The Texas Moving Image Industry Incentive Program in 2012
by Shameer A. Soni, Esq.
The Texas Moving Image Industry Incentive Program (the Incentive) was established in 2007 in response to similar incentive programs enticing ‘runaway productions’ from Hollywood to other states and Canada. The Incentive was revised in 2009 when the Texas legislature realized that the 2007 Incentive did not generate the results originally anticipated.
The Incentive is a “grant program for production companies that produce moving image projects in [the] state.” To qualify for the Incentive, a production company must meet the following thresholds: (i) a minimum of $250,000 in in-state spending for a film or television program, or $100,000 in in-state spending for a commercial or series of commercials, education or instructional video or series of education or instructional videos, or a digital interactive media production (Video game); (ii) at least 70 percent of the crew, actors and extras for the project must be Texas residents (unless waived by Music, Film, Television and Multimedia Office [the “Film Commission”]); (iii) at least 60 percent of the project must be filmed in Texas and (iv) the production company must submit an expended budget to the Film Commission evidencing satisfaction of the aforementioned requirements. The measures vary based upon the type of project, but the intent of the aforementioned milestones is common.
An eligible production company shall receive one of the following grants that vary based on total in-state spending: (i) for feature films and television productions, either up to 15 percent of the total eligible in-state spending, or up to 25 percent of the eligible Wages paid to Texas residents; (ii) for Video games, up to 15 percent of eligible in-state spending, and (iii) for commercials, educational or instructional videos, and reality television programs, up to 5 percent of eligible in-state spending. If a production company spends at least 25 percent of a project’s filming days in an underutilized and economically distressed area, the project is eligible for an additional grant in an amount up to 4.25 percent of the total production company’s in-state spending for the project. An underutilized and economically distressed area is one that the Film Commission determines (i) receives less than 15 percent of the total film and television production in this state during a fiscal year, or (ii) has a median household income that does not exceed 75 percent of the median state household income.
For the 2012 fiscal year (which runs September 1st through August 31st) and the 2013 fiscal year the legislature has allocated $15 million per fiscal year for the Incentive. Approximately $10 million in unused incentives from the 2010-2011 biennium carried over to the 2012-2013 biennium, adding to the Incentive pool for 2012-2013. This budget allocation will be shared among each of the Incentive segments; however, the legislature introduced a novel restriction to the allocated funds in the budget rider for the 2012-2013 biennium by stating that no more than 40 percent of the total allocated funds of $40 million shall be expended on one particular segment for the combined fiscal years 2012 and 2013. This language has been interpreted to mean that there is a $16 million cap on each sector over fiscal years 2012 and 2013, when taken together.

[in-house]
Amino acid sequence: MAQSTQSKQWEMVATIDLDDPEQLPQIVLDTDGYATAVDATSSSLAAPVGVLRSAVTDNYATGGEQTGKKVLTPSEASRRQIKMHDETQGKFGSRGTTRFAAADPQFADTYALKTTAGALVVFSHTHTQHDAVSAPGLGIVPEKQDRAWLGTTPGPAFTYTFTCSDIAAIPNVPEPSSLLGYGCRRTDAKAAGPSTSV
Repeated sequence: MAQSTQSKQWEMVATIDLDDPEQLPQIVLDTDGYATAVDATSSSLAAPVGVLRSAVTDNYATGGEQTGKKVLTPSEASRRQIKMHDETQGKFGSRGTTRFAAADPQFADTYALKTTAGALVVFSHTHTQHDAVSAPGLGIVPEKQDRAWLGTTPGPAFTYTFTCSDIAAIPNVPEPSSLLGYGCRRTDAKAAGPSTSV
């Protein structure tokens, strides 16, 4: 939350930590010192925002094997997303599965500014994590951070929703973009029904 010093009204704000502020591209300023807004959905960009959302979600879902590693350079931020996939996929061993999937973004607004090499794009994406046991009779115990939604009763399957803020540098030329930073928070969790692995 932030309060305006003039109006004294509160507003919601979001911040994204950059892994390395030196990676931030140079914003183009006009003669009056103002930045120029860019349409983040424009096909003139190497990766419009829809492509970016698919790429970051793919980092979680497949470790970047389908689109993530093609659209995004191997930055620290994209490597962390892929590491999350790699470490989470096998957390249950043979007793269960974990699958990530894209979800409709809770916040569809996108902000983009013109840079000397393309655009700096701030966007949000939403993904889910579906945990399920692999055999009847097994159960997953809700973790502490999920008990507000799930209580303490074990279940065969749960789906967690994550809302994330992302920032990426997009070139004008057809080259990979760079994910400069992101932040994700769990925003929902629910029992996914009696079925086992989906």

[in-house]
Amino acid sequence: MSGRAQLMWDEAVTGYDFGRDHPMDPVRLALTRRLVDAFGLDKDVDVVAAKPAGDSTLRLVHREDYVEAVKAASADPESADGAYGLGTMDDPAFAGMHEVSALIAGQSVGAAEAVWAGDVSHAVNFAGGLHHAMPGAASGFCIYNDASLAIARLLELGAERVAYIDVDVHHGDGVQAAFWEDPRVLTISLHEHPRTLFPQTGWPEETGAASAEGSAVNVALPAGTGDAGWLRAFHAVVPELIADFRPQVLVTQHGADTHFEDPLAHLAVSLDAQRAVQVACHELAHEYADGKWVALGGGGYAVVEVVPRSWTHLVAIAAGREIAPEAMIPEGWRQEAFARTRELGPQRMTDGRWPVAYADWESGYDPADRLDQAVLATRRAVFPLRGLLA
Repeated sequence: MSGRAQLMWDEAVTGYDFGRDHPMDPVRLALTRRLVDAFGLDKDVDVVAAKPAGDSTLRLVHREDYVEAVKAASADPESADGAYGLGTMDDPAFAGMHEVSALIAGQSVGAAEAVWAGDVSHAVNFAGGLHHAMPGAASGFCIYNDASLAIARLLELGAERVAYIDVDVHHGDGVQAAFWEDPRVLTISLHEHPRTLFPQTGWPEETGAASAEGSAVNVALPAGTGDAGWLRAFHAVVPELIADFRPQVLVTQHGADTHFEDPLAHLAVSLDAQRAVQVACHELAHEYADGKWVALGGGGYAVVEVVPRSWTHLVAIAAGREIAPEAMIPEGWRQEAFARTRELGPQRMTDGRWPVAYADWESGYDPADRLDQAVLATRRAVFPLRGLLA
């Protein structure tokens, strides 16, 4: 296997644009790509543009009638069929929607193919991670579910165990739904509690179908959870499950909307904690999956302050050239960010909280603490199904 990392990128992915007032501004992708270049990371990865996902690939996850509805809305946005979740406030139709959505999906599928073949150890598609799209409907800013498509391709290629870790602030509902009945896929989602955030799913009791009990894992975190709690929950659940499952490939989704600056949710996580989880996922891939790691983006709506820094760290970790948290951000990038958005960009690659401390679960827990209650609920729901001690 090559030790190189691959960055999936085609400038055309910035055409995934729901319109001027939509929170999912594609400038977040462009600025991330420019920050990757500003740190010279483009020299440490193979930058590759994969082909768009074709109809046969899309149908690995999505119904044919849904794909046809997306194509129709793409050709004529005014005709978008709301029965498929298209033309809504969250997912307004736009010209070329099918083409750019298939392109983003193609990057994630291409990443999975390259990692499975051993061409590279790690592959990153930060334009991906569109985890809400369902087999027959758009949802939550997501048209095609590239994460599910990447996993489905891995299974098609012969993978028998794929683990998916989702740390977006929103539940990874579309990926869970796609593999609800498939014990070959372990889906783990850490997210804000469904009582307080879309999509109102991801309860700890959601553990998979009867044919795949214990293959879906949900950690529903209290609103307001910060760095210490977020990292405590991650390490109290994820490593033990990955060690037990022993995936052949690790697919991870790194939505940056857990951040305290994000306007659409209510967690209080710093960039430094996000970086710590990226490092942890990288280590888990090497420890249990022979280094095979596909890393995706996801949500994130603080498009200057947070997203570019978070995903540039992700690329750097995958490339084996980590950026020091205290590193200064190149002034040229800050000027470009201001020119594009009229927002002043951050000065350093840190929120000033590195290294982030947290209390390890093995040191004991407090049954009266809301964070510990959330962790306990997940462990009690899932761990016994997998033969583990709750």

Based on the Film Commission’s statistics, the 40 percent cap will have the most substantial impact on television which, for the 2012-2013 biennium, has accumulated a grant amount of $12,138,507 over 13 applications through to October 31, 2012. Feature film is second, over the same time period, with a grant amount of $6,920,725 over 13 applications, and Video games are third with a grant amount of $6,033,072 over 31 applications. From a geographic perspective, Incentive dollars are concentrated in the Dallas and Austin metropolitan areas with Dallas receiving $9,983,383 in Incentive dollars and Austin receiving $14,530,965. A vast majority of the in-state Incentive spend in Dallas is concentrated in feature film ($29,608,671 for 2012-2013 biennium through October 31, 2012) and television ($22,673,359 for 2012-2013 biennium through October 31, 2012), whereas a majority of the in-state Incentive spend in Austin is concentrated on Video games ($42,013,570 for 2012-2013 biennium through October 31, 2012).
The Incentive has been a boost to Texas feature film, television, video game commercial and education video producers. With total grants of over $26 million in the 2012-2013 biennium through October 31, 2012, the Incentive keeps the Texas moving image industry competitive with the nation’s leading incentive programs in Louisiana (up to 30 percent of in-state spend) and in Georgia (up to 30 percent of in-state spend). Those looking to take advantage of the Incentive should contact the Texas Film Commission at (512) 463-9200 or firstname.lastname@example.org.
Shameer A. Soni is a senior associate attorney at The Patel Law Group, PLLC practicing entertainment, technology and business law and can be reached at email@example.com.